Sherlock Holmes Is Now Officially Public Domain


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After many years of being a beloved book series, and recently being turned into popular films, the character of Sherlock Holmes is officially public domain. This allows authors from the United States to re-imagine the classic tales of the beloved British detective.

Before now, Sherlock Holmes has been adapted into films as well as popular television shows such as Sherlock and Elementary, but there will now be an opportunity for Sherlock Holmes to emerge through the medium of literature again.

The Sherlock Holmes novels were written by Sir Arthur Conan Doyle, and were first introduced in 1887. The books centered on Sherlock Holmes, a British detective who is accompanied by his sidekick Watson, and the many adventures that the two of them go on.

Sherlock Holmes entered public domain in Britain years ago. However, due to a US copyright law protecting 10 short stories in the vast Holmes collection, the descendants of author Sir Arthur Conan Doyle were able to retain intellectual property rights in the United States.

The lawsuit was brought on by Leslie Klinger, an author, editor, and Sherlock Holmes expert. Klinger reported being threatened by the Doyle estate, but she fought the case, claiming that most of the stories and characters in the Holmes canon were old enough that they belonged in the public domain.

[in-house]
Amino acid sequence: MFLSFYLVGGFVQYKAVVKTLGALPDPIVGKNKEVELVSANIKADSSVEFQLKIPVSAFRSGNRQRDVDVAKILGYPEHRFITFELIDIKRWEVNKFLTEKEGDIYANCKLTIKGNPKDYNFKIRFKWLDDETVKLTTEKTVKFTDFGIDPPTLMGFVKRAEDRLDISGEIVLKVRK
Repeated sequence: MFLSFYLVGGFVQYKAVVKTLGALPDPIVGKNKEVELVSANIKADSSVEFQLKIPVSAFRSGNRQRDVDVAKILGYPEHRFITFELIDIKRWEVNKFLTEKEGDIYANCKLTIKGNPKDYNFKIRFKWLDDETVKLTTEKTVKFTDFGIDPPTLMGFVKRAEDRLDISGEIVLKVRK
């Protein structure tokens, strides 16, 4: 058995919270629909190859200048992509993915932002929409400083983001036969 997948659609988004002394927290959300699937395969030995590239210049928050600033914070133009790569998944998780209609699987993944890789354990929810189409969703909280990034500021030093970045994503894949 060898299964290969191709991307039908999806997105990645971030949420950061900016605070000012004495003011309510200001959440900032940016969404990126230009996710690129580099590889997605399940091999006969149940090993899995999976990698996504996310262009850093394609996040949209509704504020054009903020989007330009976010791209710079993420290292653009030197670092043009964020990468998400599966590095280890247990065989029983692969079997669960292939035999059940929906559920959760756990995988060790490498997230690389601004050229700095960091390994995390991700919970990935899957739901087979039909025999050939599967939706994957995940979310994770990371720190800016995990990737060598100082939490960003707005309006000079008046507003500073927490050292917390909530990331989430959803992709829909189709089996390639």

There has been a resurgence in the popularity of Sherlock Holmes due to the new films starring Robert Downey Jr., while the BBC's production Sherlock has always gained a great amount of popularity that stretches to audiences in the United States as well.

The Conan Doyle estate claimed that Holmes and his partner Watson were continually developed that the copyright should extend to the characters themselves in addition to the 10 short stories.

However, a judge recently denied that claim and Judge Ruben Castillo ruled that Sherlock Holmes shall be public domain when saying "The effect of adopting Conan Doyle’s position would be to extend impermissibly the copyright of certain character elements of Holmes and Watson beyond their statutory period."

In the ruling, he concluded that only the story elements from the 10 short stories published after 1923 shall be protected, and that everything else in the Sherlock Holmes canon is free for public use.

After being published in 1887, the character of Sherlock Holmes has finally become public domain in the United States. As popularity is rising with the beloved detective again, fans are likely to see some new books featuring the detective in the near future.

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